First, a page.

Business plan pricing is based on the number of users, with the Teams plan starting at 50 recommended users. All business plans include offline mode, a security dashboard, two-factor authentication, and self-guided support.
Comparing integrations and security for 1Password vs. LastPass
You’re probably reading this article because you’ve narrowed down your search for a password manager to these two options. While both applications are a strong choice, one may be a better fit for your unique situation.
LastPass has more options for directory integrations, supporting Active Directory, Okta, OneLogin, Microsoft Azure AD, and API access. Currently, 1Password supports Azure Active Directory and Okta for automated deployments.
The more fundamental difference between the two platforms is this: LastPass’s security is authentication-based, while 1Password’s is both authentication and encryption-based.
An authentication-based system checks your credentials — in this case, your Master Password — and then provides or denies access based upon whether or not your credentials match those stored by the authenticator. These credentials may or may not be stored in plain text, and there are typically backdoors that allow access in case your password is forgotten or that allows administrators to reset passwords, so you can regain access.
In an encryption-based system, resetting a lost encryption key with a backdoor method simply isn’t possible, as the key is used to generate the “code” that encrypts your data. This means that your employees will need to download and securely store their 1Password encryption key to access the system in case of a lockout. Neither you as the admin or 1Password as the vendor will be able to access their password vault for them if they lose it. This is why, according to 1Password, they don’t (and probably can’t) offer multi-factor authentication in the same manner as an authentication-based system like LastPass.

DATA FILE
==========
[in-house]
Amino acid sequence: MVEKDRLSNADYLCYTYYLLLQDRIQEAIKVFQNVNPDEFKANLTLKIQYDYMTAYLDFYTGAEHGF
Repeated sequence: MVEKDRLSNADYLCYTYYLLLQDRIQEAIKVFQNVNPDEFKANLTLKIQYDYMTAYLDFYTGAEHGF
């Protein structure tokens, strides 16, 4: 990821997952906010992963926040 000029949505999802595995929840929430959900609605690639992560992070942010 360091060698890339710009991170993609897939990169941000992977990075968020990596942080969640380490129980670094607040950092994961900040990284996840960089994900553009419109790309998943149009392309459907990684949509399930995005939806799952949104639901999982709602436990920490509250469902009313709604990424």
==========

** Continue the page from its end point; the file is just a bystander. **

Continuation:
- For a more technical look at encryption, authentication, and authorization, see this useful piece from Boston University: Understanding Authentication, Authorization, and Encryption.
- For a useful explanation on this subject from 1Password, click here.
- In the interest of fairness, LastPass offers their take here.
If security is your only concern, 1Password’s locally installed option is certainly the way to go, but usability is just as important. For that, the cloud-based options from either LastPass or 1Password might be more appropriate, since they offer business-friendly features that help less-savvy users recover and change passwords.
Choosing the right password manager tool
In conclusion, both tools should greatly increase the security of your business data while also making it easier to create and store secure passwords. But each service is only as good as the passwords it stores. If you use weak passwords (like “password” or “1234”), write passwords down on post-its stored on the underside of your keyboard, or store plain text passwords in a spreadsheet as well as your password manager, hackers and bad actors can still access them. The software also can’t help if you commit the other cardinal sin of password management — using the same password for multiple sites.
Ultimately, the decision between LastPass vs. 1Password will come down to your unique situation — your users, your OS environment, your regulatory requirements, or your IT admin’s preference.